Our SL had charcoal leather seating and it’s worth mentioning how well the various panels matched in graining and color. After all, if you’re competing against BMW and Audi you’d better be top-of-class. Another noteworthy item is that the seats are the same as in Rogue, which speaks to how much hip and shoulder room Rogue Sport delivers.
The 2017 Rogue Sport is on sale with pricing starting at $21,420 for a front-wheel drive S. The base CUV is not barren, arriving with Siri Eyes Free and Bluetooth hands-free audio and music streaming incorporated into the audio system. You also get a rear view monitor. Also, like every Rogue Sport, there’s a 2.0-liter normally aspirated engine coupled to a CVT (continuously variable gears) transmission. This provide a very low low gear, as well as a substantial overdrive.
Nissan expect to sell more of the SV model, which starts at $23,020 and adds 17” alloy wheels, push button ignition and keyless entry, power exterior mirrors with LED turn signals embedded and better power adjustable seats. Third in the model lineup is the SL model, which we drove. It comes with leather seats, 19” alloy wheels, better telematics (NissanConnect suite of services—lost car, stolen car, geo fencing, etc.—navigation, and mobile apps and services) on its 7” touch screen and an optional Around View Monitor that can detect moving objects. Pricing for FWD SLs begin at $26,070 MSRP.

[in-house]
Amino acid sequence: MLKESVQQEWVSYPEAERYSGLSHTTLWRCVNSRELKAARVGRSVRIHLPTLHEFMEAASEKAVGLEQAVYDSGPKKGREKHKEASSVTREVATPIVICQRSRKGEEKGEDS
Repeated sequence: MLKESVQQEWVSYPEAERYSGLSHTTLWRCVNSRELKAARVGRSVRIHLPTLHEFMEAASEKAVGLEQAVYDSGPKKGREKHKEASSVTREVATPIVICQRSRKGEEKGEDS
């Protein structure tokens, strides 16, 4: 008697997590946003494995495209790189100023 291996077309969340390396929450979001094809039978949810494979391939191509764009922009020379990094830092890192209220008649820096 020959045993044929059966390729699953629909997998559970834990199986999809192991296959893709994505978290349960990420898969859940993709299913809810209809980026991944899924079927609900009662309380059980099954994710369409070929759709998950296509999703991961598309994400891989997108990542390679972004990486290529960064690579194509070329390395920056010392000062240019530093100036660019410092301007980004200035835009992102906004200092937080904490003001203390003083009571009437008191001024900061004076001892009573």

Our car had both the Premium ($570) and Platinum ($2,280) packages. The Platinum package is valuable, adding intelligent cruise control, Lane Departure Warning and Lane Departure Prevention to help prevent wandering across lane lines, as well as Forward Emergency Braking. Nissan’s forward braking system is active above 20mph. On our drive we again tried the beep-ilicious Lane Departure Warning and still find it annoying. We also tried Lane Departure Prevention with mixed results. On some roads it nudged us back into the lane and on others, not so much.
The Premium package adds a one-touch glass moonroof, LED headlights with High Beam assist (think automatic dimming), and both Blind Spot Warning and Rear Cross Traffic Alert. We wish we could order a’ la’ carte and would add the LED headlight system, blind spot warning and rear cross traffic alert.
All Rogue Sports have, LED daytime running lights, an aerodynamic rear spoiler and available all-wheel-drive, and $940 destination charge. We would always opt for all-wheel-drive for its safety and security benefits, a $1,350 option.